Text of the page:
Handset 3DMark Ice Storm Unlimited Result Samsung Galaxy S7 28903 Samsung Galaxy S7 Edge 28402 Google Nexus 6P 24703 Sony Xperia Z5 19197 Samsung Galaxy S6 Edge Plus 17981
Again, benchmarks aren’t the be-all and end-all of phone performance, but the Galaxy S7 acquits itself well here and in actual usage.
Exceptional battery life
Samsung upped the battery capacity on the Samsung Galaxy s7 to 3,000mAh from the S6’s 2,550mAh, so you’d naturally expect a bit of a performance bump when it comes to battery life.
The Samsung Galaxy S7 didn’t so much have a bump as a full-on pole vault over every premium phone we’ve tested to date. It was briefly the phone with the longest battery life we’d seen using Geekbench 3’s battery life test, right up until we tested its sibling, the Samsung Galaxy S7 Edge. Still, with more than ten hours of battery life and a solid battery score, the Samsung Galaxy S7 does not disappoint.
Handset Geekbench 3 Battery Test Duration Geekbench 3 Battery Score Samsung Galaxy S7 Edge 11:55:00 7150 Samsung Galaxy S7 10:01:20 6013 Samsung Galaxy S6 Edge+ 8:24:10 5041 Apple iPhone 6S Plus 7:48:10 4681 Samsung Galaxy S6 6:51:30 4115 Google Nexus 5X 7:14:20 4062 Google Nexus 6P 6:39:20 3754 Sony Xperia Z5 5:41:30 3414 LG G4 5:27:50 3224 Huawei P8 Lite 4:39:40 2768 Apple iPhone 6s 3:52:10 2321 Alcatel OneTouch Idol 3 5:42:00 2276
Great camera options
For a long time, Samsung’s weak point for its premium phones was the quality of its camera. The Galaxy S6 dealt with much of that, and the shift to a lower megapixel but larger sensor size 12MP rear camera on the S7 simply improves matters. Low light performance is good, although predictably if you do push it too hard you can end with very noisy pictures. Focus tracking and video stabilisation likewise work well if used appropriately.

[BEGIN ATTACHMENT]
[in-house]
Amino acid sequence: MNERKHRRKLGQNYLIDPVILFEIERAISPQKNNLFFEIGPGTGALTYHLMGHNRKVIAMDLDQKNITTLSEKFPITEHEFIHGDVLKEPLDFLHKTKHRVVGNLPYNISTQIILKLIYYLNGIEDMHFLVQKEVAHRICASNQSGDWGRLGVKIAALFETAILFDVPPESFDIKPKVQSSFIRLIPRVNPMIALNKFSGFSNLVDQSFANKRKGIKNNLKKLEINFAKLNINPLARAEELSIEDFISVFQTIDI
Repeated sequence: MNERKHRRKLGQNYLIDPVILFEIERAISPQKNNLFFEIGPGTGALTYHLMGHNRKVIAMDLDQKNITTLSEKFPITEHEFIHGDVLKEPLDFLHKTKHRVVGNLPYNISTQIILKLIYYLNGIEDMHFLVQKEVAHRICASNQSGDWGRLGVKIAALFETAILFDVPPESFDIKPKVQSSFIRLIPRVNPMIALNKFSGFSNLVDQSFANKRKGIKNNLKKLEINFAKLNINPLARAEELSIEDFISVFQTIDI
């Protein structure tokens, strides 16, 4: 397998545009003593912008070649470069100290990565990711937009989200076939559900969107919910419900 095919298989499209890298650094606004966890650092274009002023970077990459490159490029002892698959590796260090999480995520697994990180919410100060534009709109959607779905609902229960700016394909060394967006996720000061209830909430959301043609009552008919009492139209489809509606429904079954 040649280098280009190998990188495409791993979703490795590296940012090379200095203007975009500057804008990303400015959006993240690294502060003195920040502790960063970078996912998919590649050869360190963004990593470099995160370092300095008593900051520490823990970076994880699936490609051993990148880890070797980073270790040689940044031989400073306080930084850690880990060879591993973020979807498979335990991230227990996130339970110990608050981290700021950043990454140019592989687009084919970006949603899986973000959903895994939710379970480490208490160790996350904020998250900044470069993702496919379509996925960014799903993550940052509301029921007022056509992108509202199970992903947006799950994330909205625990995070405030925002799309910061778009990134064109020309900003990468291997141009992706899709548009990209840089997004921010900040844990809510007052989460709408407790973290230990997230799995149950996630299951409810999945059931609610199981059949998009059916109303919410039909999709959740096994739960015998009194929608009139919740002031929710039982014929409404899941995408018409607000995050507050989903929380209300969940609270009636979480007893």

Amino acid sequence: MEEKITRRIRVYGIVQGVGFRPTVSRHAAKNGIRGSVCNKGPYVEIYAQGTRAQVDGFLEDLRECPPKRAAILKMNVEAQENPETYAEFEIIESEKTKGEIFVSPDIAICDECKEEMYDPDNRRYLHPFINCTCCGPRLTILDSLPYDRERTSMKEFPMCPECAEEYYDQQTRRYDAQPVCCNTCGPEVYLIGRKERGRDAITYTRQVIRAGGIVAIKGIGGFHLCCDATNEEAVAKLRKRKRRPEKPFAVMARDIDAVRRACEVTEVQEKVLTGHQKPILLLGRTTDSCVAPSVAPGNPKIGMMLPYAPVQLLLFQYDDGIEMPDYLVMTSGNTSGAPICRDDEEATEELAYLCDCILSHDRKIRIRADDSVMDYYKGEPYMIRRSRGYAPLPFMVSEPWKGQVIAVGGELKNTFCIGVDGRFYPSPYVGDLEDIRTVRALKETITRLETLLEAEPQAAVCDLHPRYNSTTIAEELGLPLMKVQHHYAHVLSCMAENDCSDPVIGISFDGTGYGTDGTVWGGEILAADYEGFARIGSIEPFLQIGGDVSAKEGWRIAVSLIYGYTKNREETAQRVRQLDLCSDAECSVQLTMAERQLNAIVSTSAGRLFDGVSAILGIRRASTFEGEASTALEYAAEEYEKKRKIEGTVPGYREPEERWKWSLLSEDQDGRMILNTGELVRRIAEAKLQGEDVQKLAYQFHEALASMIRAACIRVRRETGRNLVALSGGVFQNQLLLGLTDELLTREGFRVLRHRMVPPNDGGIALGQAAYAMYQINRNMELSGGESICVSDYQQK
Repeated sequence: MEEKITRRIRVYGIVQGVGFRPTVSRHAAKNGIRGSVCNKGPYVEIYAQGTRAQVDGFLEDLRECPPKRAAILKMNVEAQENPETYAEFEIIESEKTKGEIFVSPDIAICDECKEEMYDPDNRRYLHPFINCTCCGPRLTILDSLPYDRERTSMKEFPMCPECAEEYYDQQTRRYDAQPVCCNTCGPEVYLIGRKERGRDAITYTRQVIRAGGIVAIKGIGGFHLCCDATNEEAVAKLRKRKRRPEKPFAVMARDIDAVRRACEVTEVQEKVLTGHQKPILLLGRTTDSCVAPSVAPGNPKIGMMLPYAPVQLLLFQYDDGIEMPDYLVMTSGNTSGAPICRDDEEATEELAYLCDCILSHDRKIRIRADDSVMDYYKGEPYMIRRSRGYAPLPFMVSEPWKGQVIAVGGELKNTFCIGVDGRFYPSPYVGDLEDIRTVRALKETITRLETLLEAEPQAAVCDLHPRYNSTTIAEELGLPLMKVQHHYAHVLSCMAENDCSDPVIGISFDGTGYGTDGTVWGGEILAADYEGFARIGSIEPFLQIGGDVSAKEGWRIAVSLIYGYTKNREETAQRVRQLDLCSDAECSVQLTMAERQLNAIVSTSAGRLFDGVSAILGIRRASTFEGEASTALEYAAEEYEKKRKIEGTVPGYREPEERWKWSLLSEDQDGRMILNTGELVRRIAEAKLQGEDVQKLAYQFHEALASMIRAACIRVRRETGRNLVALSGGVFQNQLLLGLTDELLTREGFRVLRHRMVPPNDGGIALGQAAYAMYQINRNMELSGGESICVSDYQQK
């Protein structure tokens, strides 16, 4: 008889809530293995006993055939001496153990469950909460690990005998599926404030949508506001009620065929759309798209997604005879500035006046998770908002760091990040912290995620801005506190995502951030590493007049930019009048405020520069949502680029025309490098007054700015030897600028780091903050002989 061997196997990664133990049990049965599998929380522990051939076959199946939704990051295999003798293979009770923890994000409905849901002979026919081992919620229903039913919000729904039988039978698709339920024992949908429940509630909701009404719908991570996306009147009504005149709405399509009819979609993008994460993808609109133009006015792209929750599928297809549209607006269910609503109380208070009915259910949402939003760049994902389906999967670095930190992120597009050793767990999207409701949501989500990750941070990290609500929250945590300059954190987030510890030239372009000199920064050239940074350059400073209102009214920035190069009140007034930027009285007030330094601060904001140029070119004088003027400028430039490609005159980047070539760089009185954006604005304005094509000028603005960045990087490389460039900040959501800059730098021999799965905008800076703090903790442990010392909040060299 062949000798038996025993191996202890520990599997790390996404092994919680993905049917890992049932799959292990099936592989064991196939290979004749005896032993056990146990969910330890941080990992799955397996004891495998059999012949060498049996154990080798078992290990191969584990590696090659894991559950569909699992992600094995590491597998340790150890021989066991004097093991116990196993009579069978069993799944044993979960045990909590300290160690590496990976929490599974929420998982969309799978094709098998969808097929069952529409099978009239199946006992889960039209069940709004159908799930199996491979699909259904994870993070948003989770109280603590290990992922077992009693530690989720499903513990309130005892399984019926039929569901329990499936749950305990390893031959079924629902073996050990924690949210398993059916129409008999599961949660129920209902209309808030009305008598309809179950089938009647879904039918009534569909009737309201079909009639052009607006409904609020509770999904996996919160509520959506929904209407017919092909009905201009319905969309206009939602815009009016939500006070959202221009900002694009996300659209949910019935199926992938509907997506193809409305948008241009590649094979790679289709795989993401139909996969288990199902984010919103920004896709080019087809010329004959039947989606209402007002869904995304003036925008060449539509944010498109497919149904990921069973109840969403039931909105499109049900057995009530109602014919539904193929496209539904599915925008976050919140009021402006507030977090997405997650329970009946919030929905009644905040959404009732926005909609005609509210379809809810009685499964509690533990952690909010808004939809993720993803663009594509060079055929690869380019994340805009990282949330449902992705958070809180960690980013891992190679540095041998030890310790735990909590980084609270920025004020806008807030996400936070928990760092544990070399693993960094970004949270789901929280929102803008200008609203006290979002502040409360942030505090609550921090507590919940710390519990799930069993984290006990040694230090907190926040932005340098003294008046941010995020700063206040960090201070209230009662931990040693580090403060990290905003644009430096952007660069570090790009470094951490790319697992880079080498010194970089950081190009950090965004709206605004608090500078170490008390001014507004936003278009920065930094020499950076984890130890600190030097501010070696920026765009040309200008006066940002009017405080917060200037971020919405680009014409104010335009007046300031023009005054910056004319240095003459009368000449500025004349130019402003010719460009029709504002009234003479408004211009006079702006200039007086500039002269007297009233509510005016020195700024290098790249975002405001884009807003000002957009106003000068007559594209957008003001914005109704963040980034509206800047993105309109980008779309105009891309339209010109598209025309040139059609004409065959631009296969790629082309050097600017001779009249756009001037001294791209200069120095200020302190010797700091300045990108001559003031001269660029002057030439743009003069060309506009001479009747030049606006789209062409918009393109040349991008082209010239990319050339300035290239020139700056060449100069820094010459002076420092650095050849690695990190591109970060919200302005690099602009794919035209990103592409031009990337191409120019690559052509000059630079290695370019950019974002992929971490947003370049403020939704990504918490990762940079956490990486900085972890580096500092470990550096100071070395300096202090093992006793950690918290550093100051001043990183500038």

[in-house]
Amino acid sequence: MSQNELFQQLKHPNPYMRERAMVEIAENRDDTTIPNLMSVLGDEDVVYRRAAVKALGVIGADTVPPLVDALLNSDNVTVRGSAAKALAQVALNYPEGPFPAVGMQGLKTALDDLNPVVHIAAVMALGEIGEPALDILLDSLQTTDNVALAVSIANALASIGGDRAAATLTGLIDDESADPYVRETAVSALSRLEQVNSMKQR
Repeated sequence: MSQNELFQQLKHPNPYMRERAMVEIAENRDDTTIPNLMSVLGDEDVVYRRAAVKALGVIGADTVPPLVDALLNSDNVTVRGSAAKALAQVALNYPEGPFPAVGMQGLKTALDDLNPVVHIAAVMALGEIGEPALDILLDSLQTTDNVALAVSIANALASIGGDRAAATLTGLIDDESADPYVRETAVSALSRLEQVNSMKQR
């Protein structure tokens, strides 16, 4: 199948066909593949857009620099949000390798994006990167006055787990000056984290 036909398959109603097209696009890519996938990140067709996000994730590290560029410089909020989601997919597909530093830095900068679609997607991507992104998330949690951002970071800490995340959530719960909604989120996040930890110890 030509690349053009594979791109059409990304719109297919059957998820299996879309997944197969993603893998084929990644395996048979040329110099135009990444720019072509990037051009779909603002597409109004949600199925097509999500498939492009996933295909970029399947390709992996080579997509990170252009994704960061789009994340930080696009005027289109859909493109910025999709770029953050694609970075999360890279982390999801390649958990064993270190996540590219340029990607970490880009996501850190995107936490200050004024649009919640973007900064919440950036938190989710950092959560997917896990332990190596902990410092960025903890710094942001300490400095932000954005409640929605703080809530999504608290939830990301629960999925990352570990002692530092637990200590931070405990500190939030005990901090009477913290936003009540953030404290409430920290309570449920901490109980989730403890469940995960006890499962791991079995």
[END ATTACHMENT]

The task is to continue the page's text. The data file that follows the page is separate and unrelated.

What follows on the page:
Handy lock screen clock
This isn’t a unique trick -- the LG G5 also features an (optional) "always on" display screen for clock or calendar with a claimed low power draw. That was certainly our observation during testing. If you’re the type who consistently pulls their phone out of their pocket to check the time or date, this could be a godsend.
Game Launcher (mostly) works well
Samsung didn’t go all out with additional apps for the Samsung Galaxy S7, and we reckon that’s a general plus; there are always plenty of apps on Android you might want to install, but pre-installing them is annoying. Game Launcher allows you to group your game apps, disable intruding functions (except for phone calls) and take screenshots or record video of your game efforts as you go. It works well, with our only minor complaints being that some of the apps it picked up as games weren’t actually games, and if you have only a few games it’ll "suggest" additional titles to install, which feels like nagging.
Downsides: Why you might not want the Samsung Galaxy S7
Refinement, not reinvention
Samsung made big design changes for the Samsung Galaxy S range in 2015 with the Samsung Galaxy S6, but with the S7 it has fundamentally played it safe. If you wanted a phone that was a radical departure from the S6’s design, or some genuinely new form factor, this isn’t it.